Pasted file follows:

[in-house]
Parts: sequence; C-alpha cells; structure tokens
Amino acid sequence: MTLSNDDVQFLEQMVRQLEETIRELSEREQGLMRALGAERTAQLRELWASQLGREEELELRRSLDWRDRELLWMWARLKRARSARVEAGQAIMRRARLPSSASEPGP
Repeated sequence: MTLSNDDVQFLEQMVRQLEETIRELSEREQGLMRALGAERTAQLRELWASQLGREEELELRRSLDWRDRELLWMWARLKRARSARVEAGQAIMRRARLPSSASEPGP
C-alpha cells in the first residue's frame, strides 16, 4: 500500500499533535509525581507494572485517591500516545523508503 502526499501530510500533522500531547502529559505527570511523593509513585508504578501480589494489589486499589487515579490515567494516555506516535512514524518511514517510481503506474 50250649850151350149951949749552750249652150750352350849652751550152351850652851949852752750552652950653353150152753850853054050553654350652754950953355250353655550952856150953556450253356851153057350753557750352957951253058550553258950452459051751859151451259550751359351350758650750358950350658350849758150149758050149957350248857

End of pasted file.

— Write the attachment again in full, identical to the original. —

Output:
[in-house]
Parts: sequence; C-alpha cells; structure tokens
Amino acid sequence: MTLSNDDVQFLEQMVRQLEETIRELSEREQGLMRALGAERTAQLRELWASQLGREEELELRRSLDWRDRELLWMWARLKRARSARVEAGQAIMRRARLPSSASEPGP
Repeated sequence: MTLSNDDVQFLEQMVRQLEETIRELSEREQGLMRALGAERTAQLRELWASQLGREEELELRRSLDWRDRELLWMWARLKRARSARVEAGQAIMRRARLPSSASEPGP
C-alpha cells in the first residue's frame, strides 16, 4: 500500500499533535509525581507494572485517591500516545523508503 502526499501530510500533522500531547502529559505527570511523593509513585508504578501480589494489589486499589487515579490515567494516555506516535512514524518511514517510481503506474 50250649850151350149951949749552750249652150750352350849652751550152351850652851949852752750552652950653353150152753850853054050553654350652754950953355250353655550952856150953556450253356851153057350753557750352957951253058550553258950452459051751859151451259550751359351350758650750358950350658350849758150149758050149957350248857